And lastly, to the pedals. Adding to the list of “more things to buy for your bike”. You can go with the pedals that come with your bike.
You should try to wear hard soled shoes if you do that – air-soled running shoes take the wind out of your pushing power. You can add “clips” or little cages for your toes to lock in so you can pull up as well as push down.
This takes a bit of getting used to – remembering when you slow down to stop that your feet aren’t free. Or you can go “clip less”
For the real cycling experience, you need pedals with bike shoes that lock in so that you smoothly pedal with power all round the turn. There are a baffling amount of options, but the basic premise is you “clip in ” as you move off and you unclip by twisting your foot as your roll to a stop. Forget that and you capsize!
Road bike shoes look like this:
With external cleats that make you walk like a duck when you stop at the cafe and are extremely slippy.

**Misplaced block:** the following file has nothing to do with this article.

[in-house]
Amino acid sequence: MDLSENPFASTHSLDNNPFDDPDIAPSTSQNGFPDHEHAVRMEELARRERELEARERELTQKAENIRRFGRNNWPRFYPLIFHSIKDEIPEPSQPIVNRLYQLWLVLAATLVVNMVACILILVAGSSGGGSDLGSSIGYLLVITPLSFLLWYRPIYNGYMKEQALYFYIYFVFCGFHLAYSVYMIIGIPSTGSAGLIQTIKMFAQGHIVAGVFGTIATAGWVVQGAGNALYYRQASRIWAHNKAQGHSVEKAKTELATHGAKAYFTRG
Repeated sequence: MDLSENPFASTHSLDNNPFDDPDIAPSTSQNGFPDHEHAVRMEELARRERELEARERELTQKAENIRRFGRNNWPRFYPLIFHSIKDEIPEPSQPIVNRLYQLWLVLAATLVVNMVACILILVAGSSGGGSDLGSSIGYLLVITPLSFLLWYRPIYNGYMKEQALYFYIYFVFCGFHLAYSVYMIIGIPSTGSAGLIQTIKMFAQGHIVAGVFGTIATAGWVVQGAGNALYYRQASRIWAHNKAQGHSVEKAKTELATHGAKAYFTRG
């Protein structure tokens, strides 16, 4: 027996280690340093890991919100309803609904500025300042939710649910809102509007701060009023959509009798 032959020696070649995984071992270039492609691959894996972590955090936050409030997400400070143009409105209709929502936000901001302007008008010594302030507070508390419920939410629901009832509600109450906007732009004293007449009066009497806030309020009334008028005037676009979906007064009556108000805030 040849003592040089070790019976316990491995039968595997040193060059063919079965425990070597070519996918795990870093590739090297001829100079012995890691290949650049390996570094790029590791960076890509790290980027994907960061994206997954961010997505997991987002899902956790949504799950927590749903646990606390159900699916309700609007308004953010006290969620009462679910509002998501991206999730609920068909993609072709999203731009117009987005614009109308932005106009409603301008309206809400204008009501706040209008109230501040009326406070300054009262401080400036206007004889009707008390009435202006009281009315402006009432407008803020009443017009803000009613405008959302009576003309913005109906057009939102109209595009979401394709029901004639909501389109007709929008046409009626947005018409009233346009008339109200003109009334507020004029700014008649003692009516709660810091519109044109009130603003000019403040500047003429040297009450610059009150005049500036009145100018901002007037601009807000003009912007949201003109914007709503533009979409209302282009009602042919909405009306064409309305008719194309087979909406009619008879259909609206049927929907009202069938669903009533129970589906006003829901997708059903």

MTB shoes look like this:
With recessed cleats so you can walk normally.
The difference is the ease of clipping in and out. Road shoes clip more firmly for better power transfer to the pedals (faster!). But easier to forget or get in a pickle and fall off. MTBs have easier release so perfect for beginners.
Types of pedal
They mostly look like this:
Advantages being that the pressure on the ball of your foot is quite wide, disadvantages (for a novice) being you get clipped in tightly = more falling off potential
But you can get these:
If you want an easier in and out and also you can clip in on either side which might make you feel more confident. You can see these have a smaller area under the ball of your foot so some riders get a “hot spots” of pressure discomfort on a long ride.
There isn’t much theory to add, although there is an Australian study confirming that riders over the age of 26 get more foot pain when clipped in than younger riders. But you didn’t need science to tell you that!